I think there is a problem with the calculation. Each line on the face would have a different slope. All lines perpendicular to the face have the same slope. It is 90 degrees different than the slope of the plane. If you know the perpendicular line you can calculate the slope of the plane.
A long time ago I used to know the mathematics for calculating that line from 3 points on the plane. But I have forgotten it.
You can create it graphically with push pull. Then draw a vertical line from a point on one of the perpendicular edges. Then measure the angle between. But that is a lot of work for what I had in mind.
You could try the slope markers extension John McClenahan and I recently posted on the sketchucation plugin store.
Your extension gives the information I am looking for.
Unfortunately, it doesn’t display it in the way I’m hoping to manage. Partly because there are thousands of faces that I need to categorize. And because the markers are too small when they are displayed on so many faces.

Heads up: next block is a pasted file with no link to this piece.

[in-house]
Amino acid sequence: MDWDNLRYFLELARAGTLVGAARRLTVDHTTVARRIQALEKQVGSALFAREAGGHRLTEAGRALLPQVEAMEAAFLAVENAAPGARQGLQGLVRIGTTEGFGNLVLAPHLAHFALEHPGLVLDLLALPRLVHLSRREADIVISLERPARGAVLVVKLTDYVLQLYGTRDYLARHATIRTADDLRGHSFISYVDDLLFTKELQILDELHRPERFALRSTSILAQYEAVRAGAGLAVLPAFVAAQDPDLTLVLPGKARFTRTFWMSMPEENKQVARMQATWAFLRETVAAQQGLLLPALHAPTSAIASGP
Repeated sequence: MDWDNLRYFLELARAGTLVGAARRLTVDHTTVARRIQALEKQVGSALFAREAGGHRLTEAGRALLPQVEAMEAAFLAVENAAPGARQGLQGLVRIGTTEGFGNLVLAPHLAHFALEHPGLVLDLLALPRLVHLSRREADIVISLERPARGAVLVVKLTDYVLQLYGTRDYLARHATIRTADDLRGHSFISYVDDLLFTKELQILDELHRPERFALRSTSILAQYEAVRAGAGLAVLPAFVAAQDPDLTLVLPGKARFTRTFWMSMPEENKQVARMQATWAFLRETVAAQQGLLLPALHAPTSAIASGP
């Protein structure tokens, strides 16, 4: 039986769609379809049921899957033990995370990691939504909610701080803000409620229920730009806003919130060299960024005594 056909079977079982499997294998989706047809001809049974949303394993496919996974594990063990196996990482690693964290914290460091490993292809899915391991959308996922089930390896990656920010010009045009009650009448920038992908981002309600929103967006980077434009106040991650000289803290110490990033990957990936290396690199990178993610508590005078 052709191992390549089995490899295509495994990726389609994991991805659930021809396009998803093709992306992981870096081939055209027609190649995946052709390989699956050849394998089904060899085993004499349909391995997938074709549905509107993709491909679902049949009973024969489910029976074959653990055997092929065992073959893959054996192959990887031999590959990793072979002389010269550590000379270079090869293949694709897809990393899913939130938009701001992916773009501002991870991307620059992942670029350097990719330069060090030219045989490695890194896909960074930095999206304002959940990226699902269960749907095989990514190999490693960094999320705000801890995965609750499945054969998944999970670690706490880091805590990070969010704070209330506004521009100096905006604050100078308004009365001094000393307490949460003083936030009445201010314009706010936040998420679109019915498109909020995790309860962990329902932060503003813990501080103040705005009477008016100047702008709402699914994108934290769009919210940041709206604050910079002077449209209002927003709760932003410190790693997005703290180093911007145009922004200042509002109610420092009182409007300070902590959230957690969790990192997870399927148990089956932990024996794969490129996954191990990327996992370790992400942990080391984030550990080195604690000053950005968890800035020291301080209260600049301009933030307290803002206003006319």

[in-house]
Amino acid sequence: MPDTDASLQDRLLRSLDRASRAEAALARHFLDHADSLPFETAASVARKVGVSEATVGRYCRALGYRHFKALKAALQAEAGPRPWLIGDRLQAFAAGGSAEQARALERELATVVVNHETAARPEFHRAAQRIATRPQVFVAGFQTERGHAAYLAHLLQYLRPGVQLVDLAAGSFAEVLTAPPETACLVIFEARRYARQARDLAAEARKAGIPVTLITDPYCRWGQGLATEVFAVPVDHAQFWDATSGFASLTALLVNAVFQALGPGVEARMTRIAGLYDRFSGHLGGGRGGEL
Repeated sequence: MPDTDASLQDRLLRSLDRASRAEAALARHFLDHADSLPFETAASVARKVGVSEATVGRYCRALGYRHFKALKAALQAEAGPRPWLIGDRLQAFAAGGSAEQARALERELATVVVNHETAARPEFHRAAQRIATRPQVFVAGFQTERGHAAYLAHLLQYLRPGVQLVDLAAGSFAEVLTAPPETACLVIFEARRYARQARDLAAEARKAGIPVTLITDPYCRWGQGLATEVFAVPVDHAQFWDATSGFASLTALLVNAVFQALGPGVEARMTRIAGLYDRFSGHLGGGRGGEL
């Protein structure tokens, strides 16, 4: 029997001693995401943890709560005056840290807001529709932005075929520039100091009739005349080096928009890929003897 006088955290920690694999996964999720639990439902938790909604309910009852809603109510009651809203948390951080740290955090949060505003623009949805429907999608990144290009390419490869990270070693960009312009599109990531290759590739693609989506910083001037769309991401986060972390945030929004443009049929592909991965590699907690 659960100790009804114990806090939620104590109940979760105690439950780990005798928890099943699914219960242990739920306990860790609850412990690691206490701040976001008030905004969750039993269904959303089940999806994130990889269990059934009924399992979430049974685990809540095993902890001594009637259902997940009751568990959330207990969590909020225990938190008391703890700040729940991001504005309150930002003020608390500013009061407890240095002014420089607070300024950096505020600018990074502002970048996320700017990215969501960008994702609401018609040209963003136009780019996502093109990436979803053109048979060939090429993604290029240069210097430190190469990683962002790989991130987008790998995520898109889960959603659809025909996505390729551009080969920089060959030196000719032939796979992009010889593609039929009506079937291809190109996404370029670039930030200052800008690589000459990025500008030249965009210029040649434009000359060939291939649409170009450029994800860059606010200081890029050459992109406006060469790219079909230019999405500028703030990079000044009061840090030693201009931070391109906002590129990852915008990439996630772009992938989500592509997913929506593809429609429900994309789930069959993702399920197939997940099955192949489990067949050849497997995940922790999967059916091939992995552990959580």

I’m looking for a simple way to show the buildable areas of this site or clearly demarcate areas of different steepness. The Color by Slope extension doesn’t come out very clear. The ideal thing would be if there was strong color distinction between areas of different slope. For example, everything with greater than 12:12 would be red. Everything between 9:12 and 4:12 yellow, between 4:12 and 2:12 light green, less than 2:12 dark green. Or something like that. The site is rather large. Actually larger than what is shown in the drawing I uploaded. I’m uploading a more recent version that has a scene with scenes that have a traditional topo with contours and one using Color by Slope.PtMolate.skp (5.2 MB)
I quickly wrote a single-file plugin, Fredo6_ColorBySlopeThreshold.rb that assigns colors to a mesh of faces based on a list of slope angles (in degrees).